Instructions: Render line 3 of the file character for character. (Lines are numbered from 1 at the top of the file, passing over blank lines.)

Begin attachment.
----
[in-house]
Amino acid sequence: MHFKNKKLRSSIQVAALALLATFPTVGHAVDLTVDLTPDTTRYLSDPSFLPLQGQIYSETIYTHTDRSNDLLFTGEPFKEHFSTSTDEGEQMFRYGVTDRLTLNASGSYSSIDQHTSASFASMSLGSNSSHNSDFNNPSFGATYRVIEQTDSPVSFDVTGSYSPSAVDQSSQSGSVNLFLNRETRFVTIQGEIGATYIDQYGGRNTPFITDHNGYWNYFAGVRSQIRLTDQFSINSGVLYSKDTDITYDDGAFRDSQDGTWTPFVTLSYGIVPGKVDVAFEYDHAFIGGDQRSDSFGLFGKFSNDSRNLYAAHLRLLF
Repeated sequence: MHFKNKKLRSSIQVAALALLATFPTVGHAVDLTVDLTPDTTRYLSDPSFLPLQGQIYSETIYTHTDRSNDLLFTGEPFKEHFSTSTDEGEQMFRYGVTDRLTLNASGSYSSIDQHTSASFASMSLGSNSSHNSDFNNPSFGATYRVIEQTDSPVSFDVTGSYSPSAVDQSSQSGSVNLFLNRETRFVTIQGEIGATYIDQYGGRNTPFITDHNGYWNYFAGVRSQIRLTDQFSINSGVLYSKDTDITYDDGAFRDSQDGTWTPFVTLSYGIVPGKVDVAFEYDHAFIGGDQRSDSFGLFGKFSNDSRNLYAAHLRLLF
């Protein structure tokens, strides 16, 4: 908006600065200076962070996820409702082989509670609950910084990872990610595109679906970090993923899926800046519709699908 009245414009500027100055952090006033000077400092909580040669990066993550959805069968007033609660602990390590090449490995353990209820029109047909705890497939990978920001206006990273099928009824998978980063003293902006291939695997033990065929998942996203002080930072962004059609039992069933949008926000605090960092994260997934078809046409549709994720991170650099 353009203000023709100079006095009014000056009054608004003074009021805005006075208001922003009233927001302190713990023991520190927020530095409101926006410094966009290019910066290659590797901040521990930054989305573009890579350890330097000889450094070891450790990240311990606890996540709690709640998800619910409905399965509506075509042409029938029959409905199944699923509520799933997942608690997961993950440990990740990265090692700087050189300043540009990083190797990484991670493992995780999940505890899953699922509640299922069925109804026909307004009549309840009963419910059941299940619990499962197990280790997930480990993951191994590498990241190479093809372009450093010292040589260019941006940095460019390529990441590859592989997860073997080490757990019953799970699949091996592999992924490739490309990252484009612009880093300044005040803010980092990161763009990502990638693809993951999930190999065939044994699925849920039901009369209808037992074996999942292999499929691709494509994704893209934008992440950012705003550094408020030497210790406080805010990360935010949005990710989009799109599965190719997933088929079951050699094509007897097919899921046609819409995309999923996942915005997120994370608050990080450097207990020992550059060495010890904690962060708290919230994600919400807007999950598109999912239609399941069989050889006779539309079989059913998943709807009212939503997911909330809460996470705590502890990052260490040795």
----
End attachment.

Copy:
Repeated sequence: MHFKNKKLRSSIQVAALALLATFPTVGHAVDLTVDLTPDTTRYLSDPSFLPLQGQIYSETIYTHTDRSNDLLFTGEPFKEHFSTSTDEGEQMFRYGVTDRLTLNASGSYSSIDQHTSASFASMSLGSNSSHNSDFNNPSFGATYRVIEQTDSPVSFDVTGSYSPSAVDQSSQSGSVNLFLNRETRFVTIQGEIGATYIDQYGGRNTPFITDHNGYWNYFAGVRSQIRLTDQFSINSGVLYSKDTDITYDDGAFRDSQDGTWTPFVTLSYGIVPGKVDVAFEYDHAFIGGDQRSDSFGLFGKFSNDSRNLYAAHLRLLF